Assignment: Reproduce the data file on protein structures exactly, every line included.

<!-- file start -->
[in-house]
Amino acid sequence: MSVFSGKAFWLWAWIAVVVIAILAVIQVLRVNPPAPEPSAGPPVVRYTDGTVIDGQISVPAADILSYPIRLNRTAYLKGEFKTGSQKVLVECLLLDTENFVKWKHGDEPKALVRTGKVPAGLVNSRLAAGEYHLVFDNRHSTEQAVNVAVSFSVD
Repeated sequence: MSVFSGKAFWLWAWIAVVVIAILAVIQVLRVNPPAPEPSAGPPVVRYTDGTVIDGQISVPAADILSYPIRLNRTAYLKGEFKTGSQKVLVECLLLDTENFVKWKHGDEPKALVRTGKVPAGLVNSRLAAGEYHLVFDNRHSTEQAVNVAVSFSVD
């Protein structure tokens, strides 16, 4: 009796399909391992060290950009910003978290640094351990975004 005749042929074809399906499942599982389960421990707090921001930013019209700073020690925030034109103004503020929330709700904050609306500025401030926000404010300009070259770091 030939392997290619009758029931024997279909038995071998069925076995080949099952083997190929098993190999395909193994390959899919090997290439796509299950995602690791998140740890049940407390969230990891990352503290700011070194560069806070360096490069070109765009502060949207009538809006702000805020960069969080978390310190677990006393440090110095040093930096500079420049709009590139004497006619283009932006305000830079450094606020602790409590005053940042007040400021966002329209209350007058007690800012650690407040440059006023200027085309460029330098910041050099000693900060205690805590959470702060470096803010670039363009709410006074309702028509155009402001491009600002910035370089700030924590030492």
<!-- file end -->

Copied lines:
[in-house]
Amino acid sequence: MSVFSGKAFWLWAWIAVVVIAILAVIQVLRVNPPAPEPSAGPPVVRYTDGTVIDGQISVPAADILSYPIRLNRTAYLKGEFKTGSQKVLVECLLLDTENFVKWKHGDEPKALVRTGKVPAGLVNSRLAAGEYHLVFDNRHSTEQAVNVAVSFSVD
Repeated sequence: MSVFSGKAFWLWAWIAVVVIAILAVIQVLRVNPPAPEPSAGPPVVRYTDGTVIDGQISVPAADILSYPIRLNRTAYLKGEFKTGSQKVLVECLLLDTENFVKWKHGDEPKALVRTGKVPAGLVNSRLAAGEYHLVFDNRHSTEQAVNVAVSFSVD
């Protein structure tokens, strides 16, 4: 009796399909391992060290950009910003978290640094351990975004 005749042929074809399906499942599982389960421990707090921001930013019209700073020690925030034109103004503020929330709700904050609306500025401030926000404010300009070259770091 030939392997290619009758029931024997279909038995071998069925076995080949099952083997190929098993190999395909193994390959899919090997290439796509299950995602690791998140740890049940407390969230990891990352503290700011070194560069806070360096490069070109765009502060949207009538809006702000805020960069969080978390310190677990006393440090110095040093930096500079420049709009590139004497006619283009932006305000830079450094606020602790409590005053940042007040400021966002329209209350007058007690800012650690407040440059006023200027085309460029330098910041050099000693900060205690805590959470702060470096803010670039363009709410006074309702028509155009402001491009600002910035370089700030924590030492």